Really the only bugaboo in this outstanding 1080P video is its occasionally questionable contrast, which could have been made slightly richer and deeper. Brighter exterior shots have their white levels clipped at the margins, mildly washing out lighter tones in a few shots.
The main feature runs nearly 100 minutes. Encoded in AVC on a BD-25 at adequate parameters, the clean video transparently replicates the film’s digital intermediate without visible flaws. A hint of chroma noise leaks into one darker scene but this largely pristine transfer is high-quality demo material. Shot by cinematographer Andrew Russo with a clear eye on panoramic landscapes, Gone Are the Days is a beautifully shot modern Western.
Westerns usually make good fodder for an explosive, dynamic soundtrack loaded with subtle environmental noises and tight sound design. Gone Are the Days’ 5.1 DTS-HD MA offering has punchy audio with pinpoint imaging.
Action is largely kept to the front soundstage. Gone Are the Days is more dialogue-driven than you would expect and that dialogue is heard in crystal-clear fidelity with plenty of dynamics. The traditional Western score from Kubilay Uner provides an excellent soundbed for the occasional action sequences and quieter dramatic moments. The smooth audio is perfect for the dusty Western.
Some surround moments are clearly audible such as around the campfire and when Taylon sets his house on fire. This isn’t the most active surround mix, preferring subtle ambient noises most of the time over whiz-bang directional cues. There isn’t a huge amount of bass outside of a few loud gunfights.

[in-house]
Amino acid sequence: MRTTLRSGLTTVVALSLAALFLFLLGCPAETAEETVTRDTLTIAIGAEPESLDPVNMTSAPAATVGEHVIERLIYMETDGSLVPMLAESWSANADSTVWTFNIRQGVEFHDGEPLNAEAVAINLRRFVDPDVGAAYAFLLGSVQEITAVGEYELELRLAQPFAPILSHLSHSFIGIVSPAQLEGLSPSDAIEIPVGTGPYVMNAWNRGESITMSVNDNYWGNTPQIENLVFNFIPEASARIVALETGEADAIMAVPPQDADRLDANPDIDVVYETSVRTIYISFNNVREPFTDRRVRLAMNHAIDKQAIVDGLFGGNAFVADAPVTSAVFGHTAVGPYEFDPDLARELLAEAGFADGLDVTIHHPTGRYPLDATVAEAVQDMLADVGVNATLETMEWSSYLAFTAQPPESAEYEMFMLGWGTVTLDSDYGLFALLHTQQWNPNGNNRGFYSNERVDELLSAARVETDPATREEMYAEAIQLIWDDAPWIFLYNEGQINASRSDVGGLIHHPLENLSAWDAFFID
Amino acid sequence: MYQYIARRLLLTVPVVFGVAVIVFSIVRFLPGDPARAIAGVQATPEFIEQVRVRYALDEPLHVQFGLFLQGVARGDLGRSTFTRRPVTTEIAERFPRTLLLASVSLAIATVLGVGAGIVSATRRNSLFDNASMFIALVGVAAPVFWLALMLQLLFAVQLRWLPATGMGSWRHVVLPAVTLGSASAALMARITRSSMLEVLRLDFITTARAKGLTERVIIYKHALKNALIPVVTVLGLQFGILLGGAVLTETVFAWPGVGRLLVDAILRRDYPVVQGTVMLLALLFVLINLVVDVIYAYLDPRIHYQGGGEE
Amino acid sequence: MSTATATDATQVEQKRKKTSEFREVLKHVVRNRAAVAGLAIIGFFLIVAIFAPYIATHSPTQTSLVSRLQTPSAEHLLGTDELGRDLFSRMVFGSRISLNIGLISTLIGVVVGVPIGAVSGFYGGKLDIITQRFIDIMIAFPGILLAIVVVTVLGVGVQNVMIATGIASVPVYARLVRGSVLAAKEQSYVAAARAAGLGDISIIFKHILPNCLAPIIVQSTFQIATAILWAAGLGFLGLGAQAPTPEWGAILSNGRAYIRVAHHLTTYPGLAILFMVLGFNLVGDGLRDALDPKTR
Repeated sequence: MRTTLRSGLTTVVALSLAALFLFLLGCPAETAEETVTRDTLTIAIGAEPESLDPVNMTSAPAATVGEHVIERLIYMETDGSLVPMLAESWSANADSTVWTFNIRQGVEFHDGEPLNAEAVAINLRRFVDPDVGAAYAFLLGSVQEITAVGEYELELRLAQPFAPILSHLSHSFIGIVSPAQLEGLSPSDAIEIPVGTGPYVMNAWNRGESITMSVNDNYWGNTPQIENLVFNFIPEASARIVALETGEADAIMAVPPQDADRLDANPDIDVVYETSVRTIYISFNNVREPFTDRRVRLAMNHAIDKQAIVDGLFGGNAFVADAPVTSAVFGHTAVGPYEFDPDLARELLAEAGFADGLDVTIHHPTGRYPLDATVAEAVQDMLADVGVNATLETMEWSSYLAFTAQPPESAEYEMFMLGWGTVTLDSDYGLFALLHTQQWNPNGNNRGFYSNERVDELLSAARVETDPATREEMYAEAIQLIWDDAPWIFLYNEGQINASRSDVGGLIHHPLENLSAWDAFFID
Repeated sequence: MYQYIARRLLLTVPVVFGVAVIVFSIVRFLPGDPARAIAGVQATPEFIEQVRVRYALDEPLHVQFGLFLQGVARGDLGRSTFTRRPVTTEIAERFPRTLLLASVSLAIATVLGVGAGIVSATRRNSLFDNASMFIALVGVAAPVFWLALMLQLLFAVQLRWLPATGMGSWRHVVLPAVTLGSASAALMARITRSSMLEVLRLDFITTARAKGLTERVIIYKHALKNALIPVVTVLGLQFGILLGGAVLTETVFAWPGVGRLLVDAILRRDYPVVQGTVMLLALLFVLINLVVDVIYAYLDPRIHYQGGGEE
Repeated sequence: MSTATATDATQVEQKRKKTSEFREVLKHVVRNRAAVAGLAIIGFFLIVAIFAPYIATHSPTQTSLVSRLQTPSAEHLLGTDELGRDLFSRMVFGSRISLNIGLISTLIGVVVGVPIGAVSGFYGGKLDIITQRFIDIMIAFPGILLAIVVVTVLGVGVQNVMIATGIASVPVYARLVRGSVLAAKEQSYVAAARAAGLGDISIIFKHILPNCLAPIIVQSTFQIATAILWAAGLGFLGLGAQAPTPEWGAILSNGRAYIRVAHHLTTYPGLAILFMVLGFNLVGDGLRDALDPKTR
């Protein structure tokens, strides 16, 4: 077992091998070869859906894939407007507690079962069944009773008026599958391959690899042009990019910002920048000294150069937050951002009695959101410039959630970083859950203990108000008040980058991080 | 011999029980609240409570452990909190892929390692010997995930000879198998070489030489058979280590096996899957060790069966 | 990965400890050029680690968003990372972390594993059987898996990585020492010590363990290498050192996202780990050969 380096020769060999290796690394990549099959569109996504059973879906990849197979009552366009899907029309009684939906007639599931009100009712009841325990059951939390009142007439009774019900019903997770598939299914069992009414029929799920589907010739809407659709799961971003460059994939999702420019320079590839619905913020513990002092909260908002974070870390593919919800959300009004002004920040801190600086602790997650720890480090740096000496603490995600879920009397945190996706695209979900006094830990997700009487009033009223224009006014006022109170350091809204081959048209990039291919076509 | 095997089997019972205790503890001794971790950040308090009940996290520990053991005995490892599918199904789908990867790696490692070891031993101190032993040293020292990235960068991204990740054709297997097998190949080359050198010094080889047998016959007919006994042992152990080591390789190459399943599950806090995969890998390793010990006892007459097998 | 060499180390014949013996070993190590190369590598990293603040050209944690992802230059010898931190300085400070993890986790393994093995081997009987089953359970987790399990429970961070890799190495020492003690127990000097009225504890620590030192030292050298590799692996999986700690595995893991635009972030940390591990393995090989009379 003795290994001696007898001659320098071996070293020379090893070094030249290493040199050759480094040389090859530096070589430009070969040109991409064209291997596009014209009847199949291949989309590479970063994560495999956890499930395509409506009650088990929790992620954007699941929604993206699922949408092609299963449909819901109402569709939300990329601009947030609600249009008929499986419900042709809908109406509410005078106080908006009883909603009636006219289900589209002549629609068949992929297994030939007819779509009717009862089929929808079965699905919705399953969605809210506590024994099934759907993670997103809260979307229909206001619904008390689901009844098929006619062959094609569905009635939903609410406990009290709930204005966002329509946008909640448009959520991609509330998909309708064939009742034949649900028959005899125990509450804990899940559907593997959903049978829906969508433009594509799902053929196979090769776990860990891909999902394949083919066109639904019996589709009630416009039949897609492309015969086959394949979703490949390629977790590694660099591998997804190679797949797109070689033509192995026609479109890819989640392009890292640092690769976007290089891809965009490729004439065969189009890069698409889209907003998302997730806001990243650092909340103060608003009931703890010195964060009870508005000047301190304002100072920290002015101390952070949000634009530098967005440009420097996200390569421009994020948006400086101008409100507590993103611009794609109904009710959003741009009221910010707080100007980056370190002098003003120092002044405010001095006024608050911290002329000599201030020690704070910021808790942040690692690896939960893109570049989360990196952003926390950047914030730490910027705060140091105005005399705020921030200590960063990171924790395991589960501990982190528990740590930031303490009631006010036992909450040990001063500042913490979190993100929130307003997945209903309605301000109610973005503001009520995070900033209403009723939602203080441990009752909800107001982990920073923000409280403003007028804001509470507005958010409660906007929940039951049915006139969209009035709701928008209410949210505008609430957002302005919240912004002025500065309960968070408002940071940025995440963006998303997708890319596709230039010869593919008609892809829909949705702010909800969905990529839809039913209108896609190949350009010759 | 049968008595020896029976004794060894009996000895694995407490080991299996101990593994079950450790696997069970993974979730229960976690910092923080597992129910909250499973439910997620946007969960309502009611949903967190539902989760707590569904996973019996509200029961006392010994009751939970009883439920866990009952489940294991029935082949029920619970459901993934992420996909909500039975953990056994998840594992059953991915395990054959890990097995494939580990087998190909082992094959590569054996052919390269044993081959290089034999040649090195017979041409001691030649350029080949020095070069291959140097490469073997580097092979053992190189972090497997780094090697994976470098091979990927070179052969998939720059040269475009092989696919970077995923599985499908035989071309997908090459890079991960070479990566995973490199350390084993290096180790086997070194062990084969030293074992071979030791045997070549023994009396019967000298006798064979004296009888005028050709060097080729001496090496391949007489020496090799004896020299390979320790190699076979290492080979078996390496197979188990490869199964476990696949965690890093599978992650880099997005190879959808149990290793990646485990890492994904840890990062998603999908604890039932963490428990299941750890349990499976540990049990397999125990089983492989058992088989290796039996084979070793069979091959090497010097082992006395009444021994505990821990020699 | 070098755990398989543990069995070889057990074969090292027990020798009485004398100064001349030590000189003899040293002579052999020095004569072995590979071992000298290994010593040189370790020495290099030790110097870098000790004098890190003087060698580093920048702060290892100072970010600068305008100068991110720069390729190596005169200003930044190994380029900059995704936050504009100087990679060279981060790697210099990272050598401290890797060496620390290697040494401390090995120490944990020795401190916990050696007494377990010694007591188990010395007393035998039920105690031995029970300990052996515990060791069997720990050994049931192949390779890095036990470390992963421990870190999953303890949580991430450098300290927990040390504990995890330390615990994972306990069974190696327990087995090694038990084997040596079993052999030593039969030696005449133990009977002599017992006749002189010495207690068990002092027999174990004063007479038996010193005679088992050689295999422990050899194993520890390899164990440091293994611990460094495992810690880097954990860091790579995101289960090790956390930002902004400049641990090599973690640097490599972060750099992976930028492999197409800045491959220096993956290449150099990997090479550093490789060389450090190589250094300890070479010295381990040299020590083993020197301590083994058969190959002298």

Optional English, English SDH and Spanish subtitles remain inside the 2.40:1 aspect ratio at all times. They play in a white font.
The Western saga released by Lionsgate comes in a slipcover. The Blu-ray and DVD combo set includes an UltraViolet digital copy that redeems in HDX on VUDU. Lionsgate is one of the last Hollywood studios that hasn’t joined Movies Anywhere in the digital realm.
The special features are nothing to write home about but provide a fairly raw glimpse behind the scenes of this production.
Behind The Scenes of Gone Are The Days featurette (22:01 in HD) – A lengthy featurette constructed around on-set footage as the movie was being filmed. We see the director and cinematographer in action doing their thing on set, though little context is provided for much of the footage. We get brief asides where crew members are interviewed about their work, including a set designer. You definitely get a good sense of what being on this movie’s set was like for the cast and crew.
Gone Are The Days Trailer (01:21 in HD)
Cast and Crew Interviews (02:23 in HD) – Actor Lance Henriksen explains his reason for wanting to be in the movie but these brief interview clips barely add up to over two minutes in length. Several different people give short answers.
Lionsgate Trailers (07:48 in HD) – Trailers for Rise of the Footsoldier 2, Jawbone, Cops and Robbers, Cartels, and One Last Heist all play before the main menu. They can also be played from the main menu.